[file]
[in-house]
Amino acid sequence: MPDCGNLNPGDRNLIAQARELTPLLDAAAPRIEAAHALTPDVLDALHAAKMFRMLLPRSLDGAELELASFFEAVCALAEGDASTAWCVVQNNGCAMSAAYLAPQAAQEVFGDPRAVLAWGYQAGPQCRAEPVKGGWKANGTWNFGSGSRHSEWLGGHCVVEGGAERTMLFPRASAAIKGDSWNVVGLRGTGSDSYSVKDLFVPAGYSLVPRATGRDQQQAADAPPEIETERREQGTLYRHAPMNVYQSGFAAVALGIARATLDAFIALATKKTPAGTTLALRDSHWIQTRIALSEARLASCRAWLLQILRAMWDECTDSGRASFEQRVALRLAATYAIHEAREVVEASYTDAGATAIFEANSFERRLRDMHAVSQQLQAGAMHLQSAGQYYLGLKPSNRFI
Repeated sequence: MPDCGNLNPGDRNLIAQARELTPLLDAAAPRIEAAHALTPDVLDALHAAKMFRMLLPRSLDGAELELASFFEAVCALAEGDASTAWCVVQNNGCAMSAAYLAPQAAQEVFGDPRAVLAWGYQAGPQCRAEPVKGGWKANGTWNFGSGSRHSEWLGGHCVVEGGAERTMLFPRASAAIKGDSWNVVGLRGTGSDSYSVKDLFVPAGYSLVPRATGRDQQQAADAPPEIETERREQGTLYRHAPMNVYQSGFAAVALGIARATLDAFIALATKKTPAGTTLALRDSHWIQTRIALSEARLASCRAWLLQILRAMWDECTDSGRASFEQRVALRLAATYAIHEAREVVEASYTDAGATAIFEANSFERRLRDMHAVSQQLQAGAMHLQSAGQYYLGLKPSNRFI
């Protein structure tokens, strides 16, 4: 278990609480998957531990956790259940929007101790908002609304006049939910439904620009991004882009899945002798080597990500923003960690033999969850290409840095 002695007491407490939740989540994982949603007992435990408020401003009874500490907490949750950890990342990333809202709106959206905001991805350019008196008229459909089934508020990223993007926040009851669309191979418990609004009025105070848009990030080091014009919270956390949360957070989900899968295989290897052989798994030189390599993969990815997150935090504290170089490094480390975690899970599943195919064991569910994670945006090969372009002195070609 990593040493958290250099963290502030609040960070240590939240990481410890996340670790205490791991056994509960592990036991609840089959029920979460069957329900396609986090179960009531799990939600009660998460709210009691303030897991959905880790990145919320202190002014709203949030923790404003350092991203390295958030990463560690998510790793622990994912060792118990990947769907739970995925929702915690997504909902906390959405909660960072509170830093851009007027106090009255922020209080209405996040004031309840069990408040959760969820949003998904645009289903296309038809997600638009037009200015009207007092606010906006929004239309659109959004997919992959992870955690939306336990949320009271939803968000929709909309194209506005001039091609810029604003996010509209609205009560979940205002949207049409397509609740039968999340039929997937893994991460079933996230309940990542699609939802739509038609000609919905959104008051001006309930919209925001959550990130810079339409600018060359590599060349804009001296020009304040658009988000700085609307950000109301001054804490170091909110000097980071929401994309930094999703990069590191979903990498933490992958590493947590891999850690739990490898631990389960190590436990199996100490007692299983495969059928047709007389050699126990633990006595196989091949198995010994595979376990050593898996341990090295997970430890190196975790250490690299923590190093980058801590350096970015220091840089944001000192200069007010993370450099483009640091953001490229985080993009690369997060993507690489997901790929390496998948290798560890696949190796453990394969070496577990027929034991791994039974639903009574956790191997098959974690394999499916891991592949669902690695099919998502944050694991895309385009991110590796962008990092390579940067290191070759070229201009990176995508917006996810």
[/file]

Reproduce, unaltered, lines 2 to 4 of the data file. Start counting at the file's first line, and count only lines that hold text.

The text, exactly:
Amino acid sequence: MPDCGNLNPGDRNLIAQARELTPLLDAAAPRIEAAHALTPDVLDALHAAKMFRMLLPRSLDGAELELASFFEAVCALAEGDASTAWCVVQNNGCAMSAAYLAPQAAQEVFGDPRAVLAWGYQAGPQCRAEPVKGGWKANGTWNFGSGSRHSEWLGGHCVVEGGAERTMLFPRASAAIKGDSWNVVGLRGTGSDSYSVKDLFVPAGYSLVPRATGRDQQQAADAPPEIETERREQGTLYRHAPMNVYQSGFAAVALGIARATLDAFIALATKKTPAGTTLALRDSHWIQTRIALSEARLASCRAWLLQILRAMWDECTDSGRASFEQRVALRLAATYAIHEAREVVEASYTDAGATAIFEANSFERRLRDMHAVSQQLQAGAMHLQSAGQYYLGLKPSNRFI
Repeated sequence: MPDCGNLNPGDRNLIAQARELTPLLDAAAPRIEAAHALTPDVLDALHAAKMFRMLLPRSLDGAELELASFFEAVCALAEGDASTAWCVVQNNGCAMSAAYLAPQAAQEVFGDPRAVLAWGYQAGPQCRAEPVKGGWKANGTWNFGSGSRHSEWLGGHCVVEGGAERTMLFPRASAAIKGDSWNVVGLRGTGSDSYSVKDLFVPAGYSLVPRATGRDQQQAADAPPEIETERREQGTLYRHAPMNVYQSGFAAVALGIARATLDAFIALATKKTPAGTTLALRDSHWIQTRIALSEARLASCRAWLLQILRAMWDECTDSGRASFEQRVALRLAATYAIHEAREVVEASYTDAGATAIFEANSFERRLRDMHAVSQQLQAGAMHLQSAGQYYLGLKPSNRFI
């Protein structure tokens, strides 16, 4: 278990609480998957531990956790259940929007101790908002609304006049939910439904620009991004882009899945002798080597990500923003960690033999969850290409840095 002695007491407490939740989540994982949603007992435990408020401003009874500490907490949750950890990342990333809202709106959206905001991805350019008196008229459909089934508020990223993007926040009851669309191979418990609004009025105070848009990030080091014009919270956390949360957070989900899968295989290897052989798994030189390599993969990815997150935090504290170089490094480390975690899970599943195919064991569910994670945006090969372009002195070609 990593040493958290250099963290502030609040960070240590939240990481410890996340670790205490791991056994509960592990036991609840089959029920979460069957329900396609986090179960009531799990939600009660998460709210009691303030897991959905880790990145919320202190002014709203949030923790404003350092991203390295958030990463560690998510790793622990994912060792118990990947769907739970995925929702915690997504909902906390959405909660960072509170830093851009007027106090009255922020209080209405996040004031309840069990408040959760969820949003998904645009289903296309038809997600638009037009200015009207007092606010906006929004239309659109959004997919992959992870955690939306336990949320009271939803968000929709909309194209506005001039091609810029604003996010509209609205009560979940205002949207049409397509609740039968999340039929997937893994991460079933996230309940990542699609939802739509038609000609919905959104008051001006309930919209925001959550990130810079339409600018060359590599060349804009001296020009304040658009988000700085609307950000109301001054804490170091909110000097980071929401994309930094999703990069590191979903990498933490992958590493947590891999850690739990490898631990389960190590436990199996100490007692299983495969059928047709007389050699126990633990006595196989091949198995010994595979376990050593898996341990090295997970430890190196975790250490690299923590190093980058801590350096970015220091840089944001000192200069007010993370450099483009640091953001490229985080993009690369997060993507690489997901790929390496998948290798560890696949190796453990394969070496577990027929034991791994039974639903009574956790191997098959974690394999499916891991592949669902690695099919998502944050694991895309385009991110590796962008990092390579940067290191070759070229201009990176995508917006996810």